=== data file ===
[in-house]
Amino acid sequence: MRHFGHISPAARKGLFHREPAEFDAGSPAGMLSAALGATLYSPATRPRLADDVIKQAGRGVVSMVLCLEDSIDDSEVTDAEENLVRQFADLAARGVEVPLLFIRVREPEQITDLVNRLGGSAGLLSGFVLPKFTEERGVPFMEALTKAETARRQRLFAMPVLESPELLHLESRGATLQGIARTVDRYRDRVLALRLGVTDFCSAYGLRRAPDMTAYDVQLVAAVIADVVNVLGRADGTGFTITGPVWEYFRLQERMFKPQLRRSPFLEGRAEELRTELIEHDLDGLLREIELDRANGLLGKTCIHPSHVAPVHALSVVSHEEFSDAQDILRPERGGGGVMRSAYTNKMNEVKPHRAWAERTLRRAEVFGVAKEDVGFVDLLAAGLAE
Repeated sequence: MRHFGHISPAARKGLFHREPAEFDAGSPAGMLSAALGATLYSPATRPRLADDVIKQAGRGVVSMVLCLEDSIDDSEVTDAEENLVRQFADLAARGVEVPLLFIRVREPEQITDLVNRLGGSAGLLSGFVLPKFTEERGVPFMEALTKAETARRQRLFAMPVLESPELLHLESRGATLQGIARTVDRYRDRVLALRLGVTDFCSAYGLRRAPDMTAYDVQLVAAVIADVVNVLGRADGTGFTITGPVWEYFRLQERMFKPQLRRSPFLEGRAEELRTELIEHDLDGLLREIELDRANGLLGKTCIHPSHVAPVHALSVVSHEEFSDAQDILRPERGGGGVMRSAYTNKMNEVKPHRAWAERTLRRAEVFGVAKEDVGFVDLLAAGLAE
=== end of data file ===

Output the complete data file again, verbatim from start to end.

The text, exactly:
[in-house]
Amino acid sequence: MRHFGHISPAARKGLFHREPAEFDAGSPAGMLSAALGATLYSPATRPRLADDVIKQAGRGVVSMVLCLEDSIDDSEVTDAEENLVRQFADLAARGVEVPLLFIRVREPEQITDLVNRLGGSAGLLSGFVLPKFTEERGVPFMEALTKAETARRQRLFAMPVLESPELLHLESRGATLQGIARTVDRYRDRVLALRLGVTDFCSAYGLRRAPDMTAYDVQLVAAVIADVVNVLGRADGTGFTITGPVWEYFRLQERMFKPQLRRSPFLEGRAEELRTELIEHDLDGLLREIELDRANGLLGKTCIHPSHVAPVHALSVVSHEEFSDAQDILRPERGGGGVMRSAYTNKMNEVKPHRAWAERTLRRAEVFGVAKEDVGFVDLLAAGLAE
Repeated sequence: MRHFGHISPAARKGLFHREPAEFDAGSPAGMLSAALGATLYSPATRPRLADDVIKQAGRGVVSMVLCLEDSIDDSEVTDAEENLVRQFADLAARGVEVPLLFIRVREPEQITDLVNRLGGSAGLLSGFVLPKFTEERGVPFMEALTKAETARRQRLFAMPVLESPELLHLESRGATLQGIARTVDRYRDRVLALRLGVTDFCSAYGLRRAPDMTAYDVQLVAAVIADVVNVLGRADGTGFTITGPVWEYFRLQERMFKPQLRRSPFLEGRAEELRTELIEHDLDGLLREIELDRANGLLGKTCIHPSHVAPVHALSVVSHEEFSDAQDILRPERGGGGVMRSAYTNKMNEVKPHRAWAERTLRRAEVFGVAKEDVGFVDLLAAGLAE